There is a raft of sales channels which can be used in international marketing. All have their own merits and optimised situations when to use them. This article talks about distributor partner channels and ways to search for them. I’ll talk about signing up and managing distributors and other sales channels at a later date.
In the selling process, distributors represent your brand and take title to your goods by buying from your company at a discount on end-user market prices. They then sell on to the end-user with a mark-up. Distributors frequently add value by getting involved after the point of sale by providing services like customer helplines, addressing warranty issues, installation and service support.
Using distributors, also called resellers, is a low-cost way and effective way of entering an overseas market compared with setting up your own, expensive sales office and sales team. It’s a widely-used sales channel in export marketing.
Here’s the caution – establishing a network of proficient distributors requires careful selection, set-up, and management, and it does take up a lot of your time in your export activities to do it properly.
Now I’m going to blow the ship right out the water by sharing this with you!
A typical global distributor network might have 15% of distributors as top performers, another 20% or so are in the category of “high maintenance, and should we fire them and look for another?“.
The balance is a mix of those reaching targets or thereabouts with some management focus from the principal. These figures aren’t validated as it depends on such as the nature of the industry but from my experience, they reflect the task involved to start building up and maintaining an effective international selling network.
The steps for setting up distributor partners can be compared with recruiting and retaining good employees.
The process involves searching for candidate companies, selecting, appointing, managing, training, supporting, and developing them so they are fully competent to sell your offerings as if they are your own employed sales team. And just like with employees – you have to prepare at the appointment stage for possible future termination scenarios.
Initiating the Search
Firstly, create a specification of your ideal distributor with all the factors important for you.
- What are the preferred market sectors and product/service expertise?
- Should they have installation and maintenance capabilities?
- What size of company should partner?
The biggest operations with lots of products in their portfolio to compete with for selling time may not be the best for you as the smaller entrant business. At the same time, you do want the partner to have adequate selling resources to make an impact with your product or service in the territory.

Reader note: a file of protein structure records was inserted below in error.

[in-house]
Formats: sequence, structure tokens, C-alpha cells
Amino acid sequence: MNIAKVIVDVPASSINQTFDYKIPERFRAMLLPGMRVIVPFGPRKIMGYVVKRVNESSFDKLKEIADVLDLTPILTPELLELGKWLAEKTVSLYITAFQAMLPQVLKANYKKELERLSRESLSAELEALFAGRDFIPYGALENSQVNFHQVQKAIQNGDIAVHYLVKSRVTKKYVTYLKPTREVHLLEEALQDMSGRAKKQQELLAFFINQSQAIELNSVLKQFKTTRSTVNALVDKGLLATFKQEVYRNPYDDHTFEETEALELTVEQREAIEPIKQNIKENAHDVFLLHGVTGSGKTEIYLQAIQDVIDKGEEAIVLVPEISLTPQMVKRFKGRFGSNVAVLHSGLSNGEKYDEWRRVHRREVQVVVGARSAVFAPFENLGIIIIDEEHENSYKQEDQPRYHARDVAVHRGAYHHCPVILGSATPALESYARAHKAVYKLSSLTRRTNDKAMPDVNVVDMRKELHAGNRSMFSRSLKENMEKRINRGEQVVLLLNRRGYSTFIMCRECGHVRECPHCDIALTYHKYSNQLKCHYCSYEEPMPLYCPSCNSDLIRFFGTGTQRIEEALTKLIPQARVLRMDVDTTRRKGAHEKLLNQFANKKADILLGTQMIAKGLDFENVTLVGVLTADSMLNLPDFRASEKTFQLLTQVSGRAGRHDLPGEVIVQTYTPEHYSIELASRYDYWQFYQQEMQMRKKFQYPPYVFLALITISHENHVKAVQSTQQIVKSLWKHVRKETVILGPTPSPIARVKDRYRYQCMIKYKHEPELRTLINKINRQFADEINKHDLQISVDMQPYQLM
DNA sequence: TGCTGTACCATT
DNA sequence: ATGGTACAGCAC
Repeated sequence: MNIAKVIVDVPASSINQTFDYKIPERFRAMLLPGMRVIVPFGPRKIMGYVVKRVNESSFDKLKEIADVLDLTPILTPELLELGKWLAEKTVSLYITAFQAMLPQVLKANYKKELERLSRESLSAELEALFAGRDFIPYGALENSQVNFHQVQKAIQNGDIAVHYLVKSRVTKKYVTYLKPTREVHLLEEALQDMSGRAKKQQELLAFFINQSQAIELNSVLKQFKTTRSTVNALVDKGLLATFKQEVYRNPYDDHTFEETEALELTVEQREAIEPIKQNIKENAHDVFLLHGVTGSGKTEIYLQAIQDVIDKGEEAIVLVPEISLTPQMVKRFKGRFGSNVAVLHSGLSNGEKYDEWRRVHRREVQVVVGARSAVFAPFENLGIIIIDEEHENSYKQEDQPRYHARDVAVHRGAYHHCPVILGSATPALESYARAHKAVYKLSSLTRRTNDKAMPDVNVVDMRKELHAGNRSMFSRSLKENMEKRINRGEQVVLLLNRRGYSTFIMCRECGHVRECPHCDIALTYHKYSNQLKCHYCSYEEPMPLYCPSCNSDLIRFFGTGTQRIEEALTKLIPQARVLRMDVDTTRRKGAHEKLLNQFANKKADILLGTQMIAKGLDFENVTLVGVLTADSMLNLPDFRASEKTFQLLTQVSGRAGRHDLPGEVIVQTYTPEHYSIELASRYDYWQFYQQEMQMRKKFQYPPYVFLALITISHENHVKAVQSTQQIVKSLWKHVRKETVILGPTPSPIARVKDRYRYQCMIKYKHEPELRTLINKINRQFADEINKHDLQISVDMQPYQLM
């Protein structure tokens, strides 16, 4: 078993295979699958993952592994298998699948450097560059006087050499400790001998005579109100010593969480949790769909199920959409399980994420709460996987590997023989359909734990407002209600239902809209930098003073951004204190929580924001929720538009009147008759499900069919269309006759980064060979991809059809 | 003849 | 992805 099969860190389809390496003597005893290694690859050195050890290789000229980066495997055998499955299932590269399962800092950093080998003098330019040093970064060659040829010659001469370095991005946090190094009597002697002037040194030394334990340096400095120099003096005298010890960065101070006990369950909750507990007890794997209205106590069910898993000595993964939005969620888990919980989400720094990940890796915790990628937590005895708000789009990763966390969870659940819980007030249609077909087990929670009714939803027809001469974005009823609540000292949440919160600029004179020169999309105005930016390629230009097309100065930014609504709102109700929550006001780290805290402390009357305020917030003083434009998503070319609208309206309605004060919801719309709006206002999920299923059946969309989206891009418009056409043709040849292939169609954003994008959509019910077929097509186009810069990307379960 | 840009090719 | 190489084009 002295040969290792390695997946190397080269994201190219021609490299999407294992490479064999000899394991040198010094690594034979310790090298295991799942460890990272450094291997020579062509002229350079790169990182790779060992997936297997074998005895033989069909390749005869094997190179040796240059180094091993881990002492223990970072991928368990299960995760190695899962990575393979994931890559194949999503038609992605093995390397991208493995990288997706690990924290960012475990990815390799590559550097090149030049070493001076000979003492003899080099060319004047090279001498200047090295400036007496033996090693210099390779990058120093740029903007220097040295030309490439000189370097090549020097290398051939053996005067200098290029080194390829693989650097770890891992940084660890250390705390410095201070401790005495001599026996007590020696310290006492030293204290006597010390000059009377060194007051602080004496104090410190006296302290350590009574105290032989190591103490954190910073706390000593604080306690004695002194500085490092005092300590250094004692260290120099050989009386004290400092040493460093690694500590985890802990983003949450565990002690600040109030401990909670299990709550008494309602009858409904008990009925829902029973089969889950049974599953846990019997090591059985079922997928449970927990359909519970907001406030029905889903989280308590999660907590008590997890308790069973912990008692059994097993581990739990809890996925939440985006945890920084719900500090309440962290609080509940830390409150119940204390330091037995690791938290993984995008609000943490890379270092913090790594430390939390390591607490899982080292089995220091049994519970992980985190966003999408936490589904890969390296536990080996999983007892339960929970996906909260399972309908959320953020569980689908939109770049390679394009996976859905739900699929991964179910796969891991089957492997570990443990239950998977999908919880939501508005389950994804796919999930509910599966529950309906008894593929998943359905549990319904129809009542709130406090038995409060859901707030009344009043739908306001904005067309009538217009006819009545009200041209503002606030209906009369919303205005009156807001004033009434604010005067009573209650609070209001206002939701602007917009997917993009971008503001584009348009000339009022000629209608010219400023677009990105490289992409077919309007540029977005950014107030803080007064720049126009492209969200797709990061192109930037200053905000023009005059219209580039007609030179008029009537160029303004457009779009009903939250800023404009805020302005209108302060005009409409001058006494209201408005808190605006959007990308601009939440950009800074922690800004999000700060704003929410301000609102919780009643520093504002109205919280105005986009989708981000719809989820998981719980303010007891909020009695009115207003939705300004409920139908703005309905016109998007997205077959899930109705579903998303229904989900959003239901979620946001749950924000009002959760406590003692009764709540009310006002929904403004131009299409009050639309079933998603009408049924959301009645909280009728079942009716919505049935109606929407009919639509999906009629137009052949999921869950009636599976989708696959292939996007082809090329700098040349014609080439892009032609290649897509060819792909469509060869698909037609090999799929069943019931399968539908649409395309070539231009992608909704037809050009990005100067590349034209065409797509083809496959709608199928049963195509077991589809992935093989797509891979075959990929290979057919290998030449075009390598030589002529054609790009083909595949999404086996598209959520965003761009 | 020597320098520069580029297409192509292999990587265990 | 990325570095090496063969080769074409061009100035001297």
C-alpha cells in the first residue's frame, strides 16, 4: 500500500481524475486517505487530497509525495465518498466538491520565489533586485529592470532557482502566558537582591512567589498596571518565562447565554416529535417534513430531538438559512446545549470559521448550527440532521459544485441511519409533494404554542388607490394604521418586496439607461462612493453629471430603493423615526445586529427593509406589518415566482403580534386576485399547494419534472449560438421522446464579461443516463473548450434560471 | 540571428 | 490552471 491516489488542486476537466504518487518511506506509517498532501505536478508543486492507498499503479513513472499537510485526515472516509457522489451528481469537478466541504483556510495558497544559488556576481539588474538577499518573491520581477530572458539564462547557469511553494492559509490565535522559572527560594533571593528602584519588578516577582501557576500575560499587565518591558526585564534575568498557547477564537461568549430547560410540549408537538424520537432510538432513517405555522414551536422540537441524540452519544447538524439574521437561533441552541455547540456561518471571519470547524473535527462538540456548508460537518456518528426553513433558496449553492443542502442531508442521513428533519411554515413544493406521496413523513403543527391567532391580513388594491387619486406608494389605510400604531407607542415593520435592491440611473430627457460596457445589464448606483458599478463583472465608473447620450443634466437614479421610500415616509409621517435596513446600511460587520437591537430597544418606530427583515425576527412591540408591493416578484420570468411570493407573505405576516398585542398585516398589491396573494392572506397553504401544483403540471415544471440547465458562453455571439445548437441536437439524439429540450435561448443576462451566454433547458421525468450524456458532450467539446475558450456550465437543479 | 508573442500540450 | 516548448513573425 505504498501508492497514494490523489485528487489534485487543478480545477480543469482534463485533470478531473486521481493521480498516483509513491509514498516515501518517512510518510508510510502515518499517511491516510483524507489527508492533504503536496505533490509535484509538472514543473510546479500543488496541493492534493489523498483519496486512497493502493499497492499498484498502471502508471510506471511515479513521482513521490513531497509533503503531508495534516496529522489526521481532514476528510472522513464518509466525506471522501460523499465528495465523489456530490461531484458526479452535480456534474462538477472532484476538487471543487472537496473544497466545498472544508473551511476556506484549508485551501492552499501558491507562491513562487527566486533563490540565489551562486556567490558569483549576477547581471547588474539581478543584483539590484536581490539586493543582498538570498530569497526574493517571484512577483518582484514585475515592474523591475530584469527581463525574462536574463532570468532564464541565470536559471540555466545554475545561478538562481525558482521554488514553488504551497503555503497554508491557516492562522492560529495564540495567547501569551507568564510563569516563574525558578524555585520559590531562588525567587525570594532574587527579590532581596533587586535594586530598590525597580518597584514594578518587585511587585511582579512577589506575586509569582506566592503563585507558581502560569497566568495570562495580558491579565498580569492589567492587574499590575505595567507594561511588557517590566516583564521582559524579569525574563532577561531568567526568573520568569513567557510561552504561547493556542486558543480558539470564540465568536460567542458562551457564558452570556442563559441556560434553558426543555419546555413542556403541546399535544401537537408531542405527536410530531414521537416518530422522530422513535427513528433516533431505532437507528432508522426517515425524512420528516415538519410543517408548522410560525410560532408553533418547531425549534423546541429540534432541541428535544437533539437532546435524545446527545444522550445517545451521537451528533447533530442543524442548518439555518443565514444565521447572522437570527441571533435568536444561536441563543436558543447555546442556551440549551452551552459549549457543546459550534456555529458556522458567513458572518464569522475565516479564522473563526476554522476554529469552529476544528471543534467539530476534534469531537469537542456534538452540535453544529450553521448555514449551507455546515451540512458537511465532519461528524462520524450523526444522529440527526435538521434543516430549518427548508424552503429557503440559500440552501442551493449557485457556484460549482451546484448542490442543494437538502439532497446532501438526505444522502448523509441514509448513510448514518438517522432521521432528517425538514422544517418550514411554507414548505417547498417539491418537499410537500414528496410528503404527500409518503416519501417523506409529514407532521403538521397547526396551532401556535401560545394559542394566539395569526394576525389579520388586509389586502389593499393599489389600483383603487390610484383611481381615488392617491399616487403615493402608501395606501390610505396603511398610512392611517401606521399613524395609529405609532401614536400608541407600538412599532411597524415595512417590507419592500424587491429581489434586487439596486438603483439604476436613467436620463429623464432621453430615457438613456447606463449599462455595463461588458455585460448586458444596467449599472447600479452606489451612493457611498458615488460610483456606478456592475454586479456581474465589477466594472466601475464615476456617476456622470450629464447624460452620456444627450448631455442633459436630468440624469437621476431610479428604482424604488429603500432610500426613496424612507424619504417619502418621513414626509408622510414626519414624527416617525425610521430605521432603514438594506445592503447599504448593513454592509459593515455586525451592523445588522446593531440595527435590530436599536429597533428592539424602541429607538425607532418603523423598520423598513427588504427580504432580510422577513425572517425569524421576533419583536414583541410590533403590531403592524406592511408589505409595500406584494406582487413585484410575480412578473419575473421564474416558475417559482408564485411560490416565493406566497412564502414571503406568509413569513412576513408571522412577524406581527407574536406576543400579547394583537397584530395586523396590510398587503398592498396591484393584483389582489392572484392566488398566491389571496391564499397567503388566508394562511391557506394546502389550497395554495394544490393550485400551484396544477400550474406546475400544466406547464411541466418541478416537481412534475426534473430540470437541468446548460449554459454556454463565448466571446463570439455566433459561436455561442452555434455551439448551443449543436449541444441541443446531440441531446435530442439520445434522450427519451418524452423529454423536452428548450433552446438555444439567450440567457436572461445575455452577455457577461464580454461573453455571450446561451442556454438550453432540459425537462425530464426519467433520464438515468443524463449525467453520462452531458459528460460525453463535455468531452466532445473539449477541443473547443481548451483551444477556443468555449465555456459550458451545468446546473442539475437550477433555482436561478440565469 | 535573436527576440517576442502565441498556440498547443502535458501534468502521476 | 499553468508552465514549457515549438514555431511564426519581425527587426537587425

Next, start building your list of candidates. You can use consultants to do this or if you are an Enterprise Ireland client, you could use the excellent support of their overseas offices.
Or do the search yourself. For example, look at websites of players (not competitors) in a similar space and see if they have suitable distributors. Ask other people in the industry for names of good distributors. Visit exhibitions, review past catalogues, or view attendees at exhibitions on line. Review industry associations. Use LinkedIn’s excellent market research resources.
Study the resellers’ websites and other sources to check out if they look to be a suitable partner. For example, for sector focus and geographical reach.
Draw up a list of possible candidates and telephone the MD or a senior manager. You might want to email them with first to introduce your business and product before following up with a call. Give a brief pitch and ask if they would at least be interested in discussing representation. Find out what you can in the telephone call and see if there’s some chemistry there for building a mutually beneficial relationship.
Don’t expect the distributor to be begging to represent your products. The supplier isn’t usually in the dominant position. Most reseller companies these days are very professional and review opportunity against risk for new potential suppliers. Most will also want to spend some time assessing the market opportunity before making a full commitment to avoid wasting time and money.
Draw up a short list of companies to visit and don’t be surprised if it’s only two or three companies on the list seemingly meeting your specifications.
Some distributors may be seriously interested but might want to delay a visit while they do the market assessment with your product information. That way, they will be in a more informed position when you do meet up.
Otherwise the next stage is to go out and visit the short list which hopefully will take you to the next stage of selection. We’ll talk more about that and other steps later.
Stuart Allcock – Owner of Applied Business Support